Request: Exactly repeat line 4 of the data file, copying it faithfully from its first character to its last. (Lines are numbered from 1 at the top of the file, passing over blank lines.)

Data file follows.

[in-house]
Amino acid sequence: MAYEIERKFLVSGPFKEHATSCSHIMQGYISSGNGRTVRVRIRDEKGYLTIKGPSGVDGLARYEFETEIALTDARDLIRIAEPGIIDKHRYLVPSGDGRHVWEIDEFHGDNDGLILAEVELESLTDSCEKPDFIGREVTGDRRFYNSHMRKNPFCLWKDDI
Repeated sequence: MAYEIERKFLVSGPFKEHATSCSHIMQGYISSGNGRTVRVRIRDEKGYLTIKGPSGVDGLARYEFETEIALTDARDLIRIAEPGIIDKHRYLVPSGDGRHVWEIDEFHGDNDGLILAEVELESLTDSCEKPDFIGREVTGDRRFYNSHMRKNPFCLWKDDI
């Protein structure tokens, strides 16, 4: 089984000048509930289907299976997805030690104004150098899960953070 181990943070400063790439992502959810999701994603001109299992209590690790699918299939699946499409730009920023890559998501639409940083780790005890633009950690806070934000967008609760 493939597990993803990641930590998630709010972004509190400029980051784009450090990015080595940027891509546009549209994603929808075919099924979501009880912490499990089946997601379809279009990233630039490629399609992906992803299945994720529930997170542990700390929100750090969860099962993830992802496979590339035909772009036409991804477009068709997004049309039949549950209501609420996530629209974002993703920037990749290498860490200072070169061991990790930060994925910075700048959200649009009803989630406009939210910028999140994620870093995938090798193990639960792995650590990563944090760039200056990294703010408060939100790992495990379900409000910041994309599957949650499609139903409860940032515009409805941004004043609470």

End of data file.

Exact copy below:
């Protein structure tokens, strides 16, 4: 089984000048509930289907299976997805030690104004150098899960953070 181990943070400063790439992502959810999701994603001109299992209590690790699918299939699946499409730009920023890559998501639409940083780790005890633009950690806070934000967008609760 493939597990993803990641930590998630709010972004509190400029980051784009450090990015080595940027891509546009549209994603929808075919099924979501009880912490499990089946997601379809279009990233630039490629399609992906992803299945994720529930997170542990700390929100750090969860099962993830992802496979590339035909772009036409991804477009068709997004049309039949549950209501609420996530629209974002993703920037990749290498860490200072070169061991990790930060994925910075700048959200649009009803989630406009939210910028999140994620870093995938090798193990639960792995650590990563944090760039200056990294703010408060939100790992495990379900409000910041994309599957949650499609139903409860940032515009409805941004004043609470």